However, we realized we hadn’t spent one weekend in the house yet.

So last weekend was our first weekend in the house – life has been insane and a blast lately, but we were ready to relax in our house. Overall, the moving experience was not as bad as I thought it was going to be. It was actually quite simple – and now Michael and I live together! I keep saying to him:

“Isn’t it so crazy that we live together? Michael, we are seriously cohabitating right now!”

His response is always: “Yes Sarah, we lived with each other for two years before this.”

It’s true, we did. But we had additional roommates and this time it was just us two. He’s my best friend and I know all of his quirks, so living with him isn’t hard, it’s just getting used to the new house.

We have amazing neighbors though. I’m sure there will be future blogs about one specific neighbor because he’s really cool… Okay fine, I’ll give you a preview: the first thing he said to us when we got there was, “I’ve got a lot of cats around here…” I instantaneously wanted to be his BF4L (best friend 4 life, to all of you who didn’t get that).

That’s our moving experience. Not as exciting as you probably thought it would be. It was exciting for us and the novelty hasn’t worn off yet – I’m just excited to spend Sunday mornings on our porch drinking coffee.


A slightly blurry photo of us in the U-Haul! I was sitting between the two seats because our friend Nate was riding passenger.

Graduating College!

By Sarah Lepird

I’ve officially graduated college. August 19th was my last day in undergrad and I now have my bachelor’s degree. For those of you who don’t know, my degree is in Child and Family Development (which encompasses a ton) and a minor in Sociology. It feels super weird. Almost surreal. I think until I have the paper in my hand, I won’t believe it.

“Nope, not graduated yet”. I probably feel like I haven’t graduated because I chose not to walk. There is good reason for that though!

I graduated Summer II session – there isn’t a commencement ceremony for these people. We’re irresponsible human beings who didn’t plan our graduation correctly and so we are rightfully punished.

Just kidding. It just doesn’t make sense to have a ceremony because it costs a lot of mulah and not many people finish undergrad in the Summer II session. So I could choose to walk early, on June 25th, with some other people from my program, or I could wait until December when they had the fall ceremony.

I felt really uncomfortable walking early because I still had almost two full months before I was done. It felt like counting my chickens before they had hatched. I also am not going to walk in December because I’ll be four months out from graduation and I know myself well enough to know I’m not going to want to go back and go through that entire ceremony after I’ve been working for four months.

So I am having a personal celebration with some libations (as Jimothy would say) and a little bit of reflecting on my time in college. It was truly a wild journey. I met so many wonderful people, experienced so many new things, and grew into a person I love and respect. People aren’t kidding when they tell you it will only go by faster and faster. I used to look at people who had graduated college and thought they were SO old. It doesn’t feel like I am one of those people now. But I’ll be 23 in about four months, which also seems unreal.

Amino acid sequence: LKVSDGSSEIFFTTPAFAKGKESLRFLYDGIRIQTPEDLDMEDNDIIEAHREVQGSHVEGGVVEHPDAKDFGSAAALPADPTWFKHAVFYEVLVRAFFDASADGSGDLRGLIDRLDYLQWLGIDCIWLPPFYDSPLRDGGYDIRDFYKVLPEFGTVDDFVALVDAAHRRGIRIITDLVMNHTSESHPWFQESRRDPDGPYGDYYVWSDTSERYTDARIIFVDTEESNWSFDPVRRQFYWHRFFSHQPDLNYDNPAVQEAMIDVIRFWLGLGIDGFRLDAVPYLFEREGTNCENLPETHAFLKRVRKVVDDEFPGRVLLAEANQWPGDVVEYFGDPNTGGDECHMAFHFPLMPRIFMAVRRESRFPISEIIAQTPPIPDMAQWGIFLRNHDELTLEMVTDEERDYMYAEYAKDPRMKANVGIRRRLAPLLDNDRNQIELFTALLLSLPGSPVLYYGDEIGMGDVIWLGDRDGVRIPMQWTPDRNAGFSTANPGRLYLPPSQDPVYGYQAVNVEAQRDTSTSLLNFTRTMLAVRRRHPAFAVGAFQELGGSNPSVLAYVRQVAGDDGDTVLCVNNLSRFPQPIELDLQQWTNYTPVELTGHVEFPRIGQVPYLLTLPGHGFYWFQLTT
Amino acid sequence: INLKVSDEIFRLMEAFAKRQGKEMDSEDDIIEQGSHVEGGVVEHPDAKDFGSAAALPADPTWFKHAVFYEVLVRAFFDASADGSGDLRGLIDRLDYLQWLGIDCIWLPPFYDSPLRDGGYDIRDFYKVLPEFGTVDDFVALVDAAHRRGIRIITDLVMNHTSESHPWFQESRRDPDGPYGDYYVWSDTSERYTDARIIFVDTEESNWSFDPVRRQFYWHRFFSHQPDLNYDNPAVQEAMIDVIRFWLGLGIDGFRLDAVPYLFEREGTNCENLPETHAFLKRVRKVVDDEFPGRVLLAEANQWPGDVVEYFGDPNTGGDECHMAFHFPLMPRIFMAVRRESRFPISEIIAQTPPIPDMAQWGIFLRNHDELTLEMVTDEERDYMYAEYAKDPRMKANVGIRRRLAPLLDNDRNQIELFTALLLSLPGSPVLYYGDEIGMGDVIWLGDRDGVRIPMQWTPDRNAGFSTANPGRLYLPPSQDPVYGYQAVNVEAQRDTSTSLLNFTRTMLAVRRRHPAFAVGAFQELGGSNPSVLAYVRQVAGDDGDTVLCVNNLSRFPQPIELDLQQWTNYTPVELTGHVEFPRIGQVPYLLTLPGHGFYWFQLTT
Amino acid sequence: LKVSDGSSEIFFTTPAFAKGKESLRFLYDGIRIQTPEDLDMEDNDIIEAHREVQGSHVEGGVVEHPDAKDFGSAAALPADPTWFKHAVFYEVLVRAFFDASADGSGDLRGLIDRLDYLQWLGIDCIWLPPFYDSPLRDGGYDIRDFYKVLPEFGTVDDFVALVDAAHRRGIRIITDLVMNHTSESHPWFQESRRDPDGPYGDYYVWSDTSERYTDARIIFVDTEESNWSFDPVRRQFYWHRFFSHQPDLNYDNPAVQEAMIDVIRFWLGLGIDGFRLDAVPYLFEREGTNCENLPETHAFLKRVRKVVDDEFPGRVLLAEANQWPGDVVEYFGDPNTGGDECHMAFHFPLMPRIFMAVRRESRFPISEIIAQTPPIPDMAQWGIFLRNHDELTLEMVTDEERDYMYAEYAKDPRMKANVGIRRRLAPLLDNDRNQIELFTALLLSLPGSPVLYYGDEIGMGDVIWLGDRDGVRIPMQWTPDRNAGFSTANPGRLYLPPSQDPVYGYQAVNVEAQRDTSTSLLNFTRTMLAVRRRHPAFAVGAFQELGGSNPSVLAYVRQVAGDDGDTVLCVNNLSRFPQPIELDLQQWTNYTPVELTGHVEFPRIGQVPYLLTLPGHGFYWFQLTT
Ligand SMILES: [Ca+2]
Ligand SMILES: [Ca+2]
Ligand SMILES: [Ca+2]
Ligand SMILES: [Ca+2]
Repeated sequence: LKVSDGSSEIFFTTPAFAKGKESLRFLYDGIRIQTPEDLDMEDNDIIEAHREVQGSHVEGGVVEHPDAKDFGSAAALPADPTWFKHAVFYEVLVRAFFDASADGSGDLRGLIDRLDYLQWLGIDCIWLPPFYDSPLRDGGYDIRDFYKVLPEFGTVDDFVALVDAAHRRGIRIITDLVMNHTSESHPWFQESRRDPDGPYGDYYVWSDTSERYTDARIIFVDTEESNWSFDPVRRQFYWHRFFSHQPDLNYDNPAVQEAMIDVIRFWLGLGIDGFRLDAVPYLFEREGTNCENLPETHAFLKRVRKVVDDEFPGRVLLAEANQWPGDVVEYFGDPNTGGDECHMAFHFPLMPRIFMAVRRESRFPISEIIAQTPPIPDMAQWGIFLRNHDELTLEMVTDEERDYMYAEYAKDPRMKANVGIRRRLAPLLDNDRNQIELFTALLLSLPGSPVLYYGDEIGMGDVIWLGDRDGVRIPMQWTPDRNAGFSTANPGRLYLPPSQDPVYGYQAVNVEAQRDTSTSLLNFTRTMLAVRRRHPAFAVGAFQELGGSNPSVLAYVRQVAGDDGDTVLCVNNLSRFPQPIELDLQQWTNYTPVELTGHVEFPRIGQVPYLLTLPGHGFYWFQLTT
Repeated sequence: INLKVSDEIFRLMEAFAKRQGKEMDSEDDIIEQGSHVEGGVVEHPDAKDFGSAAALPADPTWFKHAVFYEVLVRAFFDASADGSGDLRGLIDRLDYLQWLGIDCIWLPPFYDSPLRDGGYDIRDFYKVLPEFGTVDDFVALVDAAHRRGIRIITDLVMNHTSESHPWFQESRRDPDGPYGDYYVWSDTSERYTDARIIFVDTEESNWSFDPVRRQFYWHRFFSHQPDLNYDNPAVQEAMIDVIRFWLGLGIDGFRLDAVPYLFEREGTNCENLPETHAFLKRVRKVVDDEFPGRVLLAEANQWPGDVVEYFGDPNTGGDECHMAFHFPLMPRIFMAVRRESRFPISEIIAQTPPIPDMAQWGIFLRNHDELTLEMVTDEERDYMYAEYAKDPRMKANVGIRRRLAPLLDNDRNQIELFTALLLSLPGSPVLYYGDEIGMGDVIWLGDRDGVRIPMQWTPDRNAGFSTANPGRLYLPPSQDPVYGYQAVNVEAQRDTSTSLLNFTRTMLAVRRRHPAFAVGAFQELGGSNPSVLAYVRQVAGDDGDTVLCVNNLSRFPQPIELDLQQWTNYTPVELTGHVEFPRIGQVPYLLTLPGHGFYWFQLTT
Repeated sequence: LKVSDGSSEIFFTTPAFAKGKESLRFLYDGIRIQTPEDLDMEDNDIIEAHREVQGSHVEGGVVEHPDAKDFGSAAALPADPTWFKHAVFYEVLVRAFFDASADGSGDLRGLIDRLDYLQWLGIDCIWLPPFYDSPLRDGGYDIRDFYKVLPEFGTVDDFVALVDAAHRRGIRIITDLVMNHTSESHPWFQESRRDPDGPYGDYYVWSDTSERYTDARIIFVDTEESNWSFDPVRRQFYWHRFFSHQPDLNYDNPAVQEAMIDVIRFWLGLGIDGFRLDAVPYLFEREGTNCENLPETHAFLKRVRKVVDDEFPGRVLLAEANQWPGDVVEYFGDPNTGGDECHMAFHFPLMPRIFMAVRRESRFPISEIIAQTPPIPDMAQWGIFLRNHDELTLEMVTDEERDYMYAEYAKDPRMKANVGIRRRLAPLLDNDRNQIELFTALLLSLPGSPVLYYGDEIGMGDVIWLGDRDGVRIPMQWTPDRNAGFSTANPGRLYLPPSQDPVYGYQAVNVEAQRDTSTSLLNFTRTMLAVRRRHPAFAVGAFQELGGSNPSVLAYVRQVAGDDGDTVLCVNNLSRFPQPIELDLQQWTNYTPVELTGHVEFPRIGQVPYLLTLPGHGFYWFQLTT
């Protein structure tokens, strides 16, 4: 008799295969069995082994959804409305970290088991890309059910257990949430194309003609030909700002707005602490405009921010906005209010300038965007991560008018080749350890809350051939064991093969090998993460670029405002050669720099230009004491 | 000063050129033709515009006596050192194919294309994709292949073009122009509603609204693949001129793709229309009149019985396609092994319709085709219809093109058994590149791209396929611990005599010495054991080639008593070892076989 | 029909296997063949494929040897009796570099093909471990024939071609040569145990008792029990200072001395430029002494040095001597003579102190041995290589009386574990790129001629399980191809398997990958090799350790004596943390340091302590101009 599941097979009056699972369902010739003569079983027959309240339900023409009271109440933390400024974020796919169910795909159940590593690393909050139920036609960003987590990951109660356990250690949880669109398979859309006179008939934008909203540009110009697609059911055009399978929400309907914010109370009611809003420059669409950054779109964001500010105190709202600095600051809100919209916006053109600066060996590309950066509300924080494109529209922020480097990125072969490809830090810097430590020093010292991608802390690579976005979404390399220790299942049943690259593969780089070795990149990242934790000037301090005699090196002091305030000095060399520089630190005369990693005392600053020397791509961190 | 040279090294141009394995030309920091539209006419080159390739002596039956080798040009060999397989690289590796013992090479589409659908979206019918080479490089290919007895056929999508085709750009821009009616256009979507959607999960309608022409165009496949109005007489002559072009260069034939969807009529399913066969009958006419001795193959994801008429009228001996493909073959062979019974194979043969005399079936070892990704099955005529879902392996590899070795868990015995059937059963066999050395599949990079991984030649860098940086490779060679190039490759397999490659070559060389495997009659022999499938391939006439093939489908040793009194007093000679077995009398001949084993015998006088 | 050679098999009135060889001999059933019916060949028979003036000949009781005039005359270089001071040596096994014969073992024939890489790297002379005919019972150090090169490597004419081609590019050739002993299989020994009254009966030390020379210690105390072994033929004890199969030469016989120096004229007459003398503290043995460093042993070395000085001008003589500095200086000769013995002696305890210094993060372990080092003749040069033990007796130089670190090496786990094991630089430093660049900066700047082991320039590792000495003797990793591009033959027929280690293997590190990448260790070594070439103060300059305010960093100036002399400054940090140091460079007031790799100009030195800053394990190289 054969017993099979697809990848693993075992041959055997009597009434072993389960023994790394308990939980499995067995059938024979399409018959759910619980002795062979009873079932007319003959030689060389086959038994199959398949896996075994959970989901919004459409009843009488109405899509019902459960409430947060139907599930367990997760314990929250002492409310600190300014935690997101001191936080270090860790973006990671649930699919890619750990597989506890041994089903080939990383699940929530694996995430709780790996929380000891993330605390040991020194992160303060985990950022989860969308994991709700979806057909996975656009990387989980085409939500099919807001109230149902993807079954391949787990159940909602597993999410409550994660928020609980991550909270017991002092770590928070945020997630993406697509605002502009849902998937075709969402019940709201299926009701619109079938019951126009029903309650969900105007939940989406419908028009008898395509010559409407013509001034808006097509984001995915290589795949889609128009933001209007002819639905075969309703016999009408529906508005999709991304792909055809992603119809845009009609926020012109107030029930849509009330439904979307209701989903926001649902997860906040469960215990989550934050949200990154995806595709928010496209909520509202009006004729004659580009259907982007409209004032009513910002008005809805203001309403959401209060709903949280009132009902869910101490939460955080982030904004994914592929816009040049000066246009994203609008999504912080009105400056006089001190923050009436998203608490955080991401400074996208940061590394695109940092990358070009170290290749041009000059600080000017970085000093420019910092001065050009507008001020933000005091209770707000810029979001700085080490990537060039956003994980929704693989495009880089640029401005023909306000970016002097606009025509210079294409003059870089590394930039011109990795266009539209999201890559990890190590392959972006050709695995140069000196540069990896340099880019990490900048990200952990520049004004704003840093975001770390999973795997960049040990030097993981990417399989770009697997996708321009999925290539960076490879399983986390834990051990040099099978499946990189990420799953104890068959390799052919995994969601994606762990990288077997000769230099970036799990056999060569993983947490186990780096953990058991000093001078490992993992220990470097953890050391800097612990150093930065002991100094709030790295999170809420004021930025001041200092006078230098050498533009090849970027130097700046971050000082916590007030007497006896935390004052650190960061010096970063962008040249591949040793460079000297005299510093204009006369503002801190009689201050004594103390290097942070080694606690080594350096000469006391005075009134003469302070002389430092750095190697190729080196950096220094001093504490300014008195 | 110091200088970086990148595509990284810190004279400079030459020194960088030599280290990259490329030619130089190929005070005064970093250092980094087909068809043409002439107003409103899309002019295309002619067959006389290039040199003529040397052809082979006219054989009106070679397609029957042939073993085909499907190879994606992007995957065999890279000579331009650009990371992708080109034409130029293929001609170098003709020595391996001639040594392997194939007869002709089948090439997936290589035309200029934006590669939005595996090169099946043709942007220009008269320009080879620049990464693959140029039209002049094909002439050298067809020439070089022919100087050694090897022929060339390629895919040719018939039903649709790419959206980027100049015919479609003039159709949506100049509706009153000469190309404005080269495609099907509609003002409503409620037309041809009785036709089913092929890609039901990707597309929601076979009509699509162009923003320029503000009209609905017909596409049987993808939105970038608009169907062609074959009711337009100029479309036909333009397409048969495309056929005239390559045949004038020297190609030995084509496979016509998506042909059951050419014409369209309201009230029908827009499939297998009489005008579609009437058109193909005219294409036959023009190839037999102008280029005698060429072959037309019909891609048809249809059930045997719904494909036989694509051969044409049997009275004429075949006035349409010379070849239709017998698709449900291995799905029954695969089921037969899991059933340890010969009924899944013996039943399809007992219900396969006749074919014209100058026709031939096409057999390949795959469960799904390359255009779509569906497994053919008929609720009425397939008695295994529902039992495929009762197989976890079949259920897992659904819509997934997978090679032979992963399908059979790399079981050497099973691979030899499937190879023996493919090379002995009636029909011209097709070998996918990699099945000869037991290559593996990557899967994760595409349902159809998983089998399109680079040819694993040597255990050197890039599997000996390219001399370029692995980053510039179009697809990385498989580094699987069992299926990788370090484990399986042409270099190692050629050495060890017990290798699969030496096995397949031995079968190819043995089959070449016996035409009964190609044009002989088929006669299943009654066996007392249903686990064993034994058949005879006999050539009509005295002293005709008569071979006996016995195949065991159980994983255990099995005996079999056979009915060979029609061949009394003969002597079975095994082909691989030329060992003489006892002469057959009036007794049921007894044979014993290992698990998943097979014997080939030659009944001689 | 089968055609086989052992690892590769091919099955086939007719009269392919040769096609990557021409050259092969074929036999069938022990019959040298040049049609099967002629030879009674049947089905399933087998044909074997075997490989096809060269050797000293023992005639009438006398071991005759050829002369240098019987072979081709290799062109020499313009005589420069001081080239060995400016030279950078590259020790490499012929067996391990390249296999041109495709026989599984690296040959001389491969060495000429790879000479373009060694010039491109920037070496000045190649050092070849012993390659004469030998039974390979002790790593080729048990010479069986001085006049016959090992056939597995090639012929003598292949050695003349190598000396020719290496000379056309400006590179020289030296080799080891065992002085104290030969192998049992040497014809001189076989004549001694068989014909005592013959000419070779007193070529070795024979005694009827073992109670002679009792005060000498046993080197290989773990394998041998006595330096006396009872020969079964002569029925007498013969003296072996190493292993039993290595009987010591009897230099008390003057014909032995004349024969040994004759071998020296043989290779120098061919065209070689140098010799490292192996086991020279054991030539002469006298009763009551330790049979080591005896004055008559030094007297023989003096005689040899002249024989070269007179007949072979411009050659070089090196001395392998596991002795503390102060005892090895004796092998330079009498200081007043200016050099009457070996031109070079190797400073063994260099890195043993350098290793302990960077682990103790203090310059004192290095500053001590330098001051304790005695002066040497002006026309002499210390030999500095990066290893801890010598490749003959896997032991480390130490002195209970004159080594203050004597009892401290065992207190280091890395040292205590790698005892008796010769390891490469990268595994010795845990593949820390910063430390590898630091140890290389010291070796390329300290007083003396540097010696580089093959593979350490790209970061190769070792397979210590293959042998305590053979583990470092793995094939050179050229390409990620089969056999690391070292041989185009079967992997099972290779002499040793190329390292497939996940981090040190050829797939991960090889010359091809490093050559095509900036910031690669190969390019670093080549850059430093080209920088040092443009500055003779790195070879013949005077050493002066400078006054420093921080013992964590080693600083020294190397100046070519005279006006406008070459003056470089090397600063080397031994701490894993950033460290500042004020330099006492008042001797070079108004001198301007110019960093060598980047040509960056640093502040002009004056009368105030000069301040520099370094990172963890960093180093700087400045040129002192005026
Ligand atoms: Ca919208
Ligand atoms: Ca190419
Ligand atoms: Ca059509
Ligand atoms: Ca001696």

As far as jobs, I’m going to continue to work the jobs I’ve been working, which is nannying, working at an in-home toddler center, and working at Western. I’ll be transitioning into a more specific position at Western (and will officially be off the phones and front desk!) and am kind of hoping to find a full-time position at Western eventually.

College has been a wonderful experience and I’m so grateful to have had the opportunities I had.

And now…



Keep Your Opinions To Yourself

by Jim Bond

No, the title of this blog is not self admonition.

It’s to interruptive, disruptive parents.

We’re all enjoying summer. The season of children’s baseball games, community theatre, dance lessons, martial arts, piano instruction, and a variety of other activities designed to keep youngsters active during their summer vacation. This is not the only season of extra-curricular activities, of course. Soon, it’ll be some of the above-mentioned, augmented by soccer, football, basketball, etc.

One thing is universal though…the small percentage of parents/grandparents, et al who sabotage the benefits of these activities by openly expressing opinions contrary to the coach/teacher/director. It’s a disservice to all involved, especially the children. Once your child walks onto the field (stage/class/studio, etc.) their activities and instruction are the sole responsibility of the coach (director/teacher/instructor, etc.)

It’s laudable to be involved in your child’s activity. It’s called parenting.

It’s inexcusable to interfere. Sometimes it’s an attempt to ‘help’. Sometimes it’s living vicariously to compensate for your own failures.

It’s always a bad idea.

As parents, you have selected a coach/teacher/director, based on their perceived expertise, or you possess a degree of faith in the organization they represent.

Shut up and let them do their job. You’re not helping, you’re undermining their efforts. There might be a specific reason the coach doesn’t want your daughter swinging against that particular pitcher. The director of the play may feel it’s funnier (from an artistic point of view) if your child is peeking from behind a tree on stage instead of downstage center.

Don’t argue. If you’re dissatisfied, perhaps next year you can be in charge.